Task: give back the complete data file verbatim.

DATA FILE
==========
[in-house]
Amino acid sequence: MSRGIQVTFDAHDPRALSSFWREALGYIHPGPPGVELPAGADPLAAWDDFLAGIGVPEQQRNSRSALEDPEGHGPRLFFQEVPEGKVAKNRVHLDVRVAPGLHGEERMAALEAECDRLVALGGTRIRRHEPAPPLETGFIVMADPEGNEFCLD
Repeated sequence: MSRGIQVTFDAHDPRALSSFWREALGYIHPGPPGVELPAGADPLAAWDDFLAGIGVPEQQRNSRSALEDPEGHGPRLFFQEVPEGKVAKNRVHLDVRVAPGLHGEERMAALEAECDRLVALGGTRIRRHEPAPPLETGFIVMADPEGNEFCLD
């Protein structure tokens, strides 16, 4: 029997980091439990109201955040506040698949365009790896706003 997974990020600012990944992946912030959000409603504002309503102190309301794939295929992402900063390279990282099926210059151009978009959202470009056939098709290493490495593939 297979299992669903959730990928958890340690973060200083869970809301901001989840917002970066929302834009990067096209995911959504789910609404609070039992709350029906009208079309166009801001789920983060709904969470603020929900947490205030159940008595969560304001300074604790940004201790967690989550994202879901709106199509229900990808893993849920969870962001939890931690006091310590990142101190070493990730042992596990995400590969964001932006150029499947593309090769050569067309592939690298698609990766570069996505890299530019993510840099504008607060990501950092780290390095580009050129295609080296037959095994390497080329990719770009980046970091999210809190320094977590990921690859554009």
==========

[in-house]
Amino acid sequence: MSRGIQVTFDAHDPRALSSFWREALGYIHPGPPGVELPAGADPLAAWDDFLAGIGVPEQQRNSRSALEDPEGHGPRLFFQEVPEGKVAKNRVHLDVRVAPGLHGEERMAALEAECDRLVALGGTRIRRHEPAPPLETGFIVMADPEGNEFCLD
Repeated sequence: MSRGIQVTFDAHDPRALSSFWREALGYIHPGPPGVELPAGADPLAAWDDFLAGIGVPEQQRNSRSALEDPEGHGPRLFFQEVPEGKVAKNRVHLDVRVAPGLHGEERMAALEAECDRLVALGGTRIRRHEPAPPLETGFIVMADPEGNEFCLD
């Protein structure tokens, strides 16, 4: 029997980091439990109201955040506040698949365009790896706003 997974990020600012990944992946912030959000409603504002309503102190309301794939295929992402900063390279990282099926210059151009978009959202470009056939098709290493490495593939 297979299992669903959730990928958890340690973060200083869970809301901001989840917002970066929302834009990067096209995911959504789910609404609070039992709350029906009208079309166009801001789920983060709904969470603020929900947490205030159940008595969560304001300074604790940004201790967690989550994202879901709106199509229900990808893993849920969870962001939890931690006091310590990142101190070493990730042992596990995400590969964001932006150029499947593309090769050569067309592939690298698609990766570069996505890299530019993510840099504008607060990501950092780290390095580009050129295609080296037959095994390497080329990719770009980046970091999210809190320094977590990921690859554009």